Upon completion of a proof attempt, TRAIL must compute a loss and issue a reward that encourages the agent to optimize for decisions leading to a successful proof in the smallest number of steps. Specifically, for an unsuccessful proof attempt (i.e., the underlying reasoner fails to derive a contradiction within the time limit), each step in the attempt is assigned a reward . For a successful proof attempt, in the final step, the underlying reasoner produces a parsimonious refutation proof containing only the actions that generated derived facts directly or indirectly involved in the final contradiction. At step of a successful proof attempt where the action is selected, the reward is if is not part of this minimal refutation proof ; otherwise is inversely proportional to the total number of steps in the proof attempt.
The final loss consists of the standard policy gradient loss [sutton1998reinforcement] and an entropy regularization term to avoid collapse onto a sub-optimal deterministic policy and to promote exploration.
where indicates the action selected at step (i.e., if the action is selected at ; otherwise ), and is the entropy regularization hyper-parameter.
We use a normalized reward to improve stability of training as the intrinsic difficulty of problems can vary widely in our problem dataset. We explored (i) normalization by the inverse of the number of steps performed by a mature traditional reasoner (in this work, Beagle), (ii) normalization by the best reward obtained in repeated attempts to solve the same problem, and (iii) no normalization; the normalization strategy was a hyper-parameter. This loss has the effect of giving actions that contributed to the most direct proofs for a given problem higher rewards, while dampening actions that contributed to lengthier proofs for the same problem.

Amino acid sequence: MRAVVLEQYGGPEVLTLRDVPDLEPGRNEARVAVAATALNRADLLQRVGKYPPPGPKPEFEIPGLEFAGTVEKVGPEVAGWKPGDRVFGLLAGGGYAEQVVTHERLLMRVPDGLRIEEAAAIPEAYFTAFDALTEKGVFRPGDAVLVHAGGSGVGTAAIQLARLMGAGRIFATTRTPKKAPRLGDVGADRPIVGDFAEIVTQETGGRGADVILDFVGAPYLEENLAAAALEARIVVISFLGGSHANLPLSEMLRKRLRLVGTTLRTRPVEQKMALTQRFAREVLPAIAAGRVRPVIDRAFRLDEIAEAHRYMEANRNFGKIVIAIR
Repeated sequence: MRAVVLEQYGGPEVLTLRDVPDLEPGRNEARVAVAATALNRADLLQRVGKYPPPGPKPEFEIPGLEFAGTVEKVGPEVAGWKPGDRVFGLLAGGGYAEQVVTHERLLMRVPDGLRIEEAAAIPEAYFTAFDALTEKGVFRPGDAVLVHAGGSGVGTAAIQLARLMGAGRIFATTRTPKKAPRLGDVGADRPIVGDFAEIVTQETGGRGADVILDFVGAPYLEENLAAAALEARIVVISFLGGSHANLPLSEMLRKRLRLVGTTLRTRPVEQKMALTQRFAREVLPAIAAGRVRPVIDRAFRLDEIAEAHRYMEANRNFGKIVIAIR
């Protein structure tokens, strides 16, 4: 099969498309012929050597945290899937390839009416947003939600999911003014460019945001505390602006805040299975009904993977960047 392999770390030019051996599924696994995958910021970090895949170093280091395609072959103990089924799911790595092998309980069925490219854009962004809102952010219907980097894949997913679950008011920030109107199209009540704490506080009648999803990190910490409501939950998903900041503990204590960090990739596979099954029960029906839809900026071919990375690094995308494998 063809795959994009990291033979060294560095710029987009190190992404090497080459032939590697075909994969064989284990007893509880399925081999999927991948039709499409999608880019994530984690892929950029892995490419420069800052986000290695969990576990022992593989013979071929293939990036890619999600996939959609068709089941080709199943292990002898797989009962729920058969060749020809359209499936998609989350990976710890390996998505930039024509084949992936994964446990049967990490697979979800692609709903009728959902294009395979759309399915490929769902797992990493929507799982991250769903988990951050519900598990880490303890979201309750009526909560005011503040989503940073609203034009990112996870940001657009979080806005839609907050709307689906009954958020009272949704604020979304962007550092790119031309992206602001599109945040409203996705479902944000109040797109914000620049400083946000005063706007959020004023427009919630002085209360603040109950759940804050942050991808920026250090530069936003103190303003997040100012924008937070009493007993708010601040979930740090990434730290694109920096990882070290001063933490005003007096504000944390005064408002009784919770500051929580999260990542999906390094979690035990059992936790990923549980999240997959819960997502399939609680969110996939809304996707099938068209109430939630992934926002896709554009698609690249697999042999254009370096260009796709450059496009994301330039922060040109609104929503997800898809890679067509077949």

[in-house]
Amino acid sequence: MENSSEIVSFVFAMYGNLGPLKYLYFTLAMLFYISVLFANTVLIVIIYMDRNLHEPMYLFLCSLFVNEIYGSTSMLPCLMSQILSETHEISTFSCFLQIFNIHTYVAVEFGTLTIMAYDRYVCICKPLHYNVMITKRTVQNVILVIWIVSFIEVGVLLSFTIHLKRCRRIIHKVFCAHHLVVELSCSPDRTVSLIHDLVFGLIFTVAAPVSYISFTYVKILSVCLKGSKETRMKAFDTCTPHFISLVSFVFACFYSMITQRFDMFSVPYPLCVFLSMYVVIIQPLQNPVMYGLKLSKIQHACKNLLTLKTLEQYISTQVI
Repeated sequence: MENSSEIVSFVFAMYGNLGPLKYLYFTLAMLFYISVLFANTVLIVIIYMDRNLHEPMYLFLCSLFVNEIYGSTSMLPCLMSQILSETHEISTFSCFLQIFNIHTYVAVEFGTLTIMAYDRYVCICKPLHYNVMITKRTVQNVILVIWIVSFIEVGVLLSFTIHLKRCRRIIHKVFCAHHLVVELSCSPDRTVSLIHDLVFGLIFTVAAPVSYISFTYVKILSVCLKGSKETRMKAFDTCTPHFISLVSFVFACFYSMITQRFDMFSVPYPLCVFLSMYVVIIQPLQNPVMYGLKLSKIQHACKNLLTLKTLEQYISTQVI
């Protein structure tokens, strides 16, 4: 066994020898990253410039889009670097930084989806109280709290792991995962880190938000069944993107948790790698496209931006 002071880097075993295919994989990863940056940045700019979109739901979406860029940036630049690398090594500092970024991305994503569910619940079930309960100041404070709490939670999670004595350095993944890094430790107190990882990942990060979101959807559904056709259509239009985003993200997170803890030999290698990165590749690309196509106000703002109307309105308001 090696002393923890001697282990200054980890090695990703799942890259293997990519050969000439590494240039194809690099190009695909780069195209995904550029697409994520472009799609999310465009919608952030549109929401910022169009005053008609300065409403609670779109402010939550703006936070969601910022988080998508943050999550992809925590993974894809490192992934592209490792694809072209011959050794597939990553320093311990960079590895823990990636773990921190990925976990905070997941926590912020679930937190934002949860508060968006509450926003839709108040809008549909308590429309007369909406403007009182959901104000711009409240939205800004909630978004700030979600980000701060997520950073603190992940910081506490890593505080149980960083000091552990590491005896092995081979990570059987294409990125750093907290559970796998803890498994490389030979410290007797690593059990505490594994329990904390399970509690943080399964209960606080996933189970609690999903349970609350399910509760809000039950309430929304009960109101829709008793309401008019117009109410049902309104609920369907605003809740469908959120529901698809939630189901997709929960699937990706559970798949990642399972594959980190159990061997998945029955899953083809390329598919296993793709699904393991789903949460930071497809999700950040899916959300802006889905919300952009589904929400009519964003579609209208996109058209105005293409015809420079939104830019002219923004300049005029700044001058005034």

3.2 Vectorization Process
Clause Vectorization: Figure 2 shows an example of the vectorizer operating on a clause with a single positive literal. Our method for vectorization is informed by how inference rules operate over clauses. Consider the resolution inference rule. Two clauses resolve if one contains a positive literal whose constituent atom is unifiable with the constituent atom of a negative literal in the other clause. Hence, vector representations of clauses should capture the relationship between literals and their negations as well as reflect structural similarities between literals that are indicative of unifiability.
Our approach captures these features by deconstructing input clauses into sets of patterns. We define a pattern to be a linear chain that begins from a predicate symbol and includes one argument (and its argument position) at each depth until it ends at a constant or variable. The set of all patterns for a given clause is then simply the set of all linear paths between each predicate and the constants and variables they bottom out with. Since the names of variables are arbitrary, they are replaced with a wild-card symbol, “”, indicating that the element may match with anything. Argument position is also indicated with the use of wild-card symbols. Going back to the clause in Figure 2, we obtain the patterns and ).